Wednesday 23 January 2019

Neil Francis: 'Munster will win nothing without Joey Carbery for big games'

Last weekend's 30-5 defeat of Castres looks impressive but it hides a multitude

Key man: Johann Van Graan has a world class out-half at his disposal in Joey Carbery. Photo: Sportsfile
Key man: Johann Van Graan has a world class out-half at his disposal in Joey Carbery. Photo: Sportsfile
Neil Francis

Neil Francis

About 10 years ago after a comprehensive victory over Italy in the Stadio Flaminio, I ended up in the Stadio Olimpico the following day for my first taste of Serie A. I watched two games that day - my first and my last. Never again.

Atalanta and Lazio played out a 0-0 draw that afternoon in a display that was a send-up of professional sport.

The term 'travesty' lacks the depth and meaning required to adequately describe what unfolded on the pitch that afternoon.

At least Lot's wife had a merciful escape when the Lord turned her into a pillar of salt after looking back at the destruction of the cities of Sodom and Gomorrah.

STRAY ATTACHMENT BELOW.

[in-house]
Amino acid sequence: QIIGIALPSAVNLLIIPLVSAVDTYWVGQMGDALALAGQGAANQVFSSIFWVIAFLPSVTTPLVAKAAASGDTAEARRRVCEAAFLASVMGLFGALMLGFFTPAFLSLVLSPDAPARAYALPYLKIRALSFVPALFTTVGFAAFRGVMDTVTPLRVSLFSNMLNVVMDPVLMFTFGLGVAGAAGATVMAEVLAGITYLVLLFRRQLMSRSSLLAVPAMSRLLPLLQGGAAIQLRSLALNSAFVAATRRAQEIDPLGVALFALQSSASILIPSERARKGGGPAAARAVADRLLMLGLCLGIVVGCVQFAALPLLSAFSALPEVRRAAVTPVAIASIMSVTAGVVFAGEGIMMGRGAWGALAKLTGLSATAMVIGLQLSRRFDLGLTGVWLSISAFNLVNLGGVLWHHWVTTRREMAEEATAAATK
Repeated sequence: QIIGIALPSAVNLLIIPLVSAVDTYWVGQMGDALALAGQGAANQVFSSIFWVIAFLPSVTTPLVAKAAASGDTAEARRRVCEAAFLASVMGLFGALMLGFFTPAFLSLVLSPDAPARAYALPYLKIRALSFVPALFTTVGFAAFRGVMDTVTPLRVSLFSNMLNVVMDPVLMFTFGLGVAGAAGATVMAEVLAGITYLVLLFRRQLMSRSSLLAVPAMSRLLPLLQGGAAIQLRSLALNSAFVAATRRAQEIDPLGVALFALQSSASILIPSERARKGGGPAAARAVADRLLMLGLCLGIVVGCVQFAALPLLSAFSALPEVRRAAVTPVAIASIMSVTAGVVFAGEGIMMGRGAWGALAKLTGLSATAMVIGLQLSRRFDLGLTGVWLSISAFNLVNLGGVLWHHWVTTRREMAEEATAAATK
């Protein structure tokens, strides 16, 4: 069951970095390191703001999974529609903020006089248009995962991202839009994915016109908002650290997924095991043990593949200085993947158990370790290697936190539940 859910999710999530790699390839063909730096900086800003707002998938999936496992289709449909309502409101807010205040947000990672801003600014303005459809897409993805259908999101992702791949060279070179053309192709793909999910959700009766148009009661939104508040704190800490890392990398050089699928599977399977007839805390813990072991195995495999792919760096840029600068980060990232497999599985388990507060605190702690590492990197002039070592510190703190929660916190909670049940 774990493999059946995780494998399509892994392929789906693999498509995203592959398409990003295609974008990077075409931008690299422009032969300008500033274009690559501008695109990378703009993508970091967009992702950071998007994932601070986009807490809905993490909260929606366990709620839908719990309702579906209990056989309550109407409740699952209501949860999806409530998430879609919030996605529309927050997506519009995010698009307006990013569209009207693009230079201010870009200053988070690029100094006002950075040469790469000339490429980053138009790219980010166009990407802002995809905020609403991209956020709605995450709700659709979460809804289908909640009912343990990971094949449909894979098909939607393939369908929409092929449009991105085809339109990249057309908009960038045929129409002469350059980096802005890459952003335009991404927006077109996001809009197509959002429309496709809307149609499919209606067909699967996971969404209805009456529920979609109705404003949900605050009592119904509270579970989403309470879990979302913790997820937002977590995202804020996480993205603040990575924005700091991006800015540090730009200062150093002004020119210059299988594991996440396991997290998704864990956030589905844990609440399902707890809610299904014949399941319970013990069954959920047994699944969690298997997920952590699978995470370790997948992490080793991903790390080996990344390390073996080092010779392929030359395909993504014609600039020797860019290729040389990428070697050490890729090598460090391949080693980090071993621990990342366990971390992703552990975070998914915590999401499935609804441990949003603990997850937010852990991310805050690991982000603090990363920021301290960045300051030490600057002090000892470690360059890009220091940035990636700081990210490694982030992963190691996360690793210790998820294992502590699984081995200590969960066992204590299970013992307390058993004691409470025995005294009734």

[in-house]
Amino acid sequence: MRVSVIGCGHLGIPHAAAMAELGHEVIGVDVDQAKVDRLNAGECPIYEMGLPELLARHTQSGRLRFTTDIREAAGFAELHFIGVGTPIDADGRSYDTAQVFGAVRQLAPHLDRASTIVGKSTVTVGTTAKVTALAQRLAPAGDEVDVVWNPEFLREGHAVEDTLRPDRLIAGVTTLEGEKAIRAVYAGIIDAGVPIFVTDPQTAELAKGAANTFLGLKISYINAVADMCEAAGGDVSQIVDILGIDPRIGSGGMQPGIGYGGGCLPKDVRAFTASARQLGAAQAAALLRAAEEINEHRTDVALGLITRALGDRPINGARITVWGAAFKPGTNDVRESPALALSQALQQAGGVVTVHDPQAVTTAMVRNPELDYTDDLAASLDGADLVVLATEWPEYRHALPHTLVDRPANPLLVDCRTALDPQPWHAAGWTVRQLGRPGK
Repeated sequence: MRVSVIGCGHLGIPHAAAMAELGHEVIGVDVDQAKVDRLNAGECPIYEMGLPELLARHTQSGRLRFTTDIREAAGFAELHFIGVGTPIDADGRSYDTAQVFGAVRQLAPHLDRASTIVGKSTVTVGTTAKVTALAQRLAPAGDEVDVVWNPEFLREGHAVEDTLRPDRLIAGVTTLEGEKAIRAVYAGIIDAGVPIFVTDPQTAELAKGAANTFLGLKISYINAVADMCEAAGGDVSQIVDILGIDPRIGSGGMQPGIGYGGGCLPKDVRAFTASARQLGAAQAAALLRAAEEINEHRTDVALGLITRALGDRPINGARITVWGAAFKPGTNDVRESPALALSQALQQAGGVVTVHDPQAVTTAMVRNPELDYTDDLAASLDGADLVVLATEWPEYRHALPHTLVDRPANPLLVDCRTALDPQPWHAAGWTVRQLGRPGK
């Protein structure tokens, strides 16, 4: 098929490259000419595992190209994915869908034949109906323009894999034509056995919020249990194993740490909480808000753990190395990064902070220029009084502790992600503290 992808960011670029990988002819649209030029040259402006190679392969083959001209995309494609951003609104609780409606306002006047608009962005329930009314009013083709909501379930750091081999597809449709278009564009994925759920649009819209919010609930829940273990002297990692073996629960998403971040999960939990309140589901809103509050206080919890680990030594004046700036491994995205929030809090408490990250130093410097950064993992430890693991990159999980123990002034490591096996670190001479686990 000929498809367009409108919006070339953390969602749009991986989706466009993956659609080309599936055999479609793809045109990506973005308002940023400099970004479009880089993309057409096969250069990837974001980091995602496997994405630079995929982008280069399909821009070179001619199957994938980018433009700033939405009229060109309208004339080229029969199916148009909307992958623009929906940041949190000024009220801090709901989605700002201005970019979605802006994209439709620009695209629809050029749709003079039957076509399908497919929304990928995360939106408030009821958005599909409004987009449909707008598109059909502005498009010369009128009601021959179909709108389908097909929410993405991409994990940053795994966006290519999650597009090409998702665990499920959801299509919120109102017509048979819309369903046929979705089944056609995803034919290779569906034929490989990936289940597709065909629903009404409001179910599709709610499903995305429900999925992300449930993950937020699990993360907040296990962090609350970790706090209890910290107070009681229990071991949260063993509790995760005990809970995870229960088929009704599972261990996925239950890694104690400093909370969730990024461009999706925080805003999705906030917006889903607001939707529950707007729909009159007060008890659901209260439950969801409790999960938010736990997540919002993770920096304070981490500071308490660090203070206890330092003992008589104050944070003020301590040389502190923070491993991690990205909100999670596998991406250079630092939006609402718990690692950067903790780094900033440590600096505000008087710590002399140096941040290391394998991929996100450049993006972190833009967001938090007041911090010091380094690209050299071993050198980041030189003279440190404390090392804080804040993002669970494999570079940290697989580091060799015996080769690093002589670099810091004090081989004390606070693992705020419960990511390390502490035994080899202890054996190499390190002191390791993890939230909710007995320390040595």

The thing that struck me was that there was no sense of embarrassment or shame. Two shots on target in the entire game and the boys were high- hand clapping to the crowd after it was all over.

I sent an invoice to Lazio for the lost 93 minutes but 3,650 days later there is no sign of a refund. The only consolation was that I had to watch the match only once.

Heartless

The Munster v Castres game was so bad last Sunday that even the most heartless editor wouldn't make me watch it again, but there was so much wrong in the game that it's a necessary requirement of the job to review the horror once again. There will be an invoice sent to the Munster Branch.

It is true that the weather conditions were awful for all the teams partaking in European competition last weekend. Some of them though played some very decent rugby - some didn't!

Before we go any further, I would like to register a protest against Racing Metro and the unfair advantage they have with their enclosed stadium in La Defense.